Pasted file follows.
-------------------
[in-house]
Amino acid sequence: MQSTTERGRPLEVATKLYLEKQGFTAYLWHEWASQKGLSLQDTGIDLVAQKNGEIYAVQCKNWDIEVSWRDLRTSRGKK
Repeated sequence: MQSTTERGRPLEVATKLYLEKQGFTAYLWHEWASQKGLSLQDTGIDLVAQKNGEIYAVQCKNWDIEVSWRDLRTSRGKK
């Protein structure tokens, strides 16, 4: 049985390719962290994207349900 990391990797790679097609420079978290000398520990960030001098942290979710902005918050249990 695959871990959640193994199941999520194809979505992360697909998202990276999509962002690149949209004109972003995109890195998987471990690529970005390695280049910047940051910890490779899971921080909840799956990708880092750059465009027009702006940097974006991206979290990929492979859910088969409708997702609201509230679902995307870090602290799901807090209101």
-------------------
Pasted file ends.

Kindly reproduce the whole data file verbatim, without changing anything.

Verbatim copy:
[in-house]
Amino acid sequence: MQSTTERGRPLEVATKLYLEKQGFTAYLWHEWASQKGLSLQDTGIDLVAQKNGEIYAVQCKNWDIEVSWRDLRTSRGKK
Repeated sequence: MQSTTERGRPLEVATKLYLEKQGFTAYLWHEWASQKGLSLQDTGIDLVAQKNGEIYAVQCKNWDIEVSWRDLRTSRGKK
């Protein structure tokens, strides 16, 4: 049985390719962290994207349900 990391990797790679097609420079978290000398520990960030001098942290979710902005918050249990 695959871990959640193994199941999520194809979505992360697909998202990276999509962002690149949209004109972003995109890195998987471990690529970005390695280049910047940051910890490779899971921080909840799956990708880092750059465009027009702006940097974006991206979290990929492979859910088969409708997702609201509230679902995307870090602290799901807090209101």